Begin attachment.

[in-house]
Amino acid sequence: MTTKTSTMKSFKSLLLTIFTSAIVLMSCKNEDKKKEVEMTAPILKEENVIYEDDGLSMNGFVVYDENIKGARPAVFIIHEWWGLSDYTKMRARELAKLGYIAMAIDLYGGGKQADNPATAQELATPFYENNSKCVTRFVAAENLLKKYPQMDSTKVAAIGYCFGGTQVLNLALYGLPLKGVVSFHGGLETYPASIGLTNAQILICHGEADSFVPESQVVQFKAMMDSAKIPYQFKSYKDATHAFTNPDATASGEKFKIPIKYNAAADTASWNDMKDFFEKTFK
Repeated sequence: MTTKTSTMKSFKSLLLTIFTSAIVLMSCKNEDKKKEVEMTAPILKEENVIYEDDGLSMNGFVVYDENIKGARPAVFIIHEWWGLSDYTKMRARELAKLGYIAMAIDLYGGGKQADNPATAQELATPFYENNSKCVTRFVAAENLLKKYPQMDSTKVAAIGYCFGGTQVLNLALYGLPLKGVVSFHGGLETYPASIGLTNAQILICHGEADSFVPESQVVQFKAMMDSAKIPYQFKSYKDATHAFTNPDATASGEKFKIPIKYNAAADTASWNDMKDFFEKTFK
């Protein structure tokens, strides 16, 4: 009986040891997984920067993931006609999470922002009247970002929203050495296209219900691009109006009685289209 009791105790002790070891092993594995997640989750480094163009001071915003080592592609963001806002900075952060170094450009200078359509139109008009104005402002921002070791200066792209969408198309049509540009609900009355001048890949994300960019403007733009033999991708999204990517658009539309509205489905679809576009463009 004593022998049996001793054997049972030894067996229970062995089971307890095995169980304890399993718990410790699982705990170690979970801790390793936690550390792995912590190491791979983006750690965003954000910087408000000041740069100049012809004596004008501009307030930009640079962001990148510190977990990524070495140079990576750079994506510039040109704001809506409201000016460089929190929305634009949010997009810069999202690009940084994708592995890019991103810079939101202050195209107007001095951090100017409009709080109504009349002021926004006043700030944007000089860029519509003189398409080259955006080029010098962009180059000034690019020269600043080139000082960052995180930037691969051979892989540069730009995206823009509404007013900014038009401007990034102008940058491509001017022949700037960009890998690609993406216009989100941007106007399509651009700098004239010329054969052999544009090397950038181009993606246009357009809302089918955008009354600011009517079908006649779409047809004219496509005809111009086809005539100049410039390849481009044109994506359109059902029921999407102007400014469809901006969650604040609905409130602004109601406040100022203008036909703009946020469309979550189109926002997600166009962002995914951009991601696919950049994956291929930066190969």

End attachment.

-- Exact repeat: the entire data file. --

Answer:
[in-house]
Amino acid sequence: MTTKTSTMKSFKSLLLTIFTSAIVLMSCKNEDKKKEVEMTAPILKEENVIYEDDGLSMNGFVVYDENIKGARPAVFIIHEWWGLSDYTKMRARELAKLGYIAMAIDLYGGGKQADNPATAQELATPFYENNSKCVTRFVAAENLLKKYPQMDSTKVAAIGYCFGGTQVLNLALYGLPLKGVVSFHGGLETYPASIGLTNAQILICHGEADSFVPESQVVQFKAMMDSAKIPYQFKSYKDATHAFTNPDATASGEKFKIPIKYNAAADTASWNDMKDFFEKTFK
Repeated sequence: MTTKTSTMKSFKSLLLTIFTSAIVLMSCKNEDKKKEVEMTAPILKEENVIYEDDGLSMNGFVVYDENIKGARPAVFIIHEWWGLSDYTKMRARELAKLGYIAMAIDLYGGGKQADNPATAQELATPFYENNSKCVTRFVAAENLLKKYPQMDSTKVAAIGYCFGGTQVLNLALYGLPLKGVVSFHGGLETYPASIGLTNAQILICHGEADSFVPESQVVQFKAMMDSAKIPYQFKSYKDATHAFTNPDATASGEKFKIPIKYNAAADTASWNDMKDFFEKTFK
């Protein structure tokens, strides 16, 4: 009986040891997984920067993931006609999470922002009247970002929203050495296209219900691009109006009685289209 009791105790002790070891092993594995997640989750480094163009001071915003080592592609963001806002900075952060170094450009200078359509139109008009104005402002921002070791200066792209969408198309049509540009609900009355001048890949994300960019403007733009033999991708999204990517658009539309509205489905679809576009463009 004593022998049996001793054997049972030894067996229970062995089971307890095995169980304890399993718990410790699982705990170690979970801790390793936690550390792995912590190491791979983006750690965003954000910087408000000041740069100049012809004596004008501009307030930009640079962001990148510190977990990524070495140079990576750079994506510039040109704001809506409201000016460089929190929305634009949010997009810069999202690009940084994708592995890019991103810079939101202050195209107007001095951090100017409009709080109504009349002021926004006043700030944007000089860029519509003189398409080259955006080029010098962009180059000034690019020269600043080139000082960052995180930037691969051979892989540069730009995206823009509404007013900014038009401007990034102008940058491509001017022949700037960009890998690609993406216009989100941007106007399509651009700098004239010329054969052999544009090397950038181009993606246009357009809302089918955008009354600011009517079908006649779409047809004219496509005809111009086809005539100049410039390849481009044109994506359109059902029921999407102007400014469809901006969650604040609905409130602004109601406040100022203008036909703009946020469309979550189109926002997600166009962002995914951009991601696919950049994956291929930066190969």